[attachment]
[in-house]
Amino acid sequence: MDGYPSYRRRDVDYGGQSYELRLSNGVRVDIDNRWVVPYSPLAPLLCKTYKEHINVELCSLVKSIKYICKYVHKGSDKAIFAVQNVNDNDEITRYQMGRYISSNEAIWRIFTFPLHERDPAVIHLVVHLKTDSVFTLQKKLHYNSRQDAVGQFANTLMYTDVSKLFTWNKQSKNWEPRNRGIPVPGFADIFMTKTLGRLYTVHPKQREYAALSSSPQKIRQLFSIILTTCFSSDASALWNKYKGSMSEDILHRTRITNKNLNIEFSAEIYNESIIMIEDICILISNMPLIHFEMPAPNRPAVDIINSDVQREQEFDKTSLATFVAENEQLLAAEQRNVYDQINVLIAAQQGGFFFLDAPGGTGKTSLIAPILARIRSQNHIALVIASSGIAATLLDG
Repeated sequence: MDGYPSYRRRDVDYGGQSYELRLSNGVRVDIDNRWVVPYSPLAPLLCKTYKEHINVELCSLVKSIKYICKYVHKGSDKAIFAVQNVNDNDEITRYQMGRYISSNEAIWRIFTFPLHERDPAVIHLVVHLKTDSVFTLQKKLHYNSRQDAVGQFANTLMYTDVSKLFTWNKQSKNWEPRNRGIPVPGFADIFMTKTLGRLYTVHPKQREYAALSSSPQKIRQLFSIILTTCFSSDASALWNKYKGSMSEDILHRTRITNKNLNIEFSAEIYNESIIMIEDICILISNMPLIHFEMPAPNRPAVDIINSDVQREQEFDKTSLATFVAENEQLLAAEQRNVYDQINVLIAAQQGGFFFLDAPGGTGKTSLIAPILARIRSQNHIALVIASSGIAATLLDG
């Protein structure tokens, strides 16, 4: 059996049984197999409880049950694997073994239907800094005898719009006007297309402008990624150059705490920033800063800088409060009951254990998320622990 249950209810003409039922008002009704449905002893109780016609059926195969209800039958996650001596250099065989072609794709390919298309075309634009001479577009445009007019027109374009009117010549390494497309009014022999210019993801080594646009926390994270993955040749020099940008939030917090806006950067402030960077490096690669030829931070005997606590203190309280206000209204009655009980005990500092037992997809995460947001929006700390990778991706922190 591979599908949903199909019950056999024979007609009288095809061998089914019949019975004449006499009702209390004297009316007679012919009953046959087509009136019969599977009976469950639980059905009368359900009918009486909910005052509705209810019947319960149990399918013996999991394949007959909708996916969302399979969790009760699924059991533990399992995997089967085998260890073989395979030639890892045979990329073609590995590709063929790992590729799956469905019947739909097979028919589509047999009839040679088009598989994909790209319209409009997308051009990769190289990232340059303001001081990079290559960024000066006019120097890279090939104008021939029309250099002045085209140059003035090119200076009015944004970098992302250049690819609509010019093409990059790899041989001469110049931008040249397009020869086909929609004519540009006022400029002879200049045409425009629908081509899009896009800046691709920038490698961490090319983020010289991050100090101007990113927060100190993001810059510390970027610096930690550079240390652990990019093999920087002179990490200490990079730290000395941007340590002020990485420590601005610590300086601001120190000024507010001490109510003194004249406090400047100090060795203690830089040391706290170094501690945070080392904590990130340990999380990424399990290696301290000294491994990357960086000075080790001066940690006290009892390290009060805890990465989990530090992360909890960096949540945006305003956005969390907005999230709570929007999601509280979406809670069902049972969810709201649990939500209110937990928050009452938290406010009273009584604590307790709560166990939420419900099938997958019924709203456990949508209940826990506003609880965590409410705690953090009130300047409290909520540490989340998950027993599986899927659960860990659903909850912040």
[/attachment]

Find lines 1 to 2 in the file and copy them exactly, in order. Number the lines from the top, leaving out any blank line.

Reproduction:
[in-house]
Amino acid sequence: MDGYPSYRRRDVDYGGQSYELRLSNGVRVDIDNRWVVPYSPLAPLLCKTYKEHINVELCSLVKSIKYICKYVHKGSDKAIFAVQNVNDNDEITRYQMGRYISSNEAIWRIFTFPLHERDPAVIHLVVHLKTDSVFTLQKKLHYNSRQDAVGQFANTLMYTDVSKLFTWNKQSKNWEPRNRGIPVPGFADIFMTKTLGRLYTVHPKQREYAALSSSPQKIRQLFSIILTTCFSSDASALWNKYKGSMSEDILHRTRITNKNLNIEFSAEIYNESIIMIEDICILISNMPLIHFEMPAPNRPAVDIINSDVQREQEFDKTSLATFVAENEQLLAAEQRNVYDQINVLIAAQQGGFFFLDAPGGTGKTSLIAPILARIRSQNHIALVIASSGIAATLLDG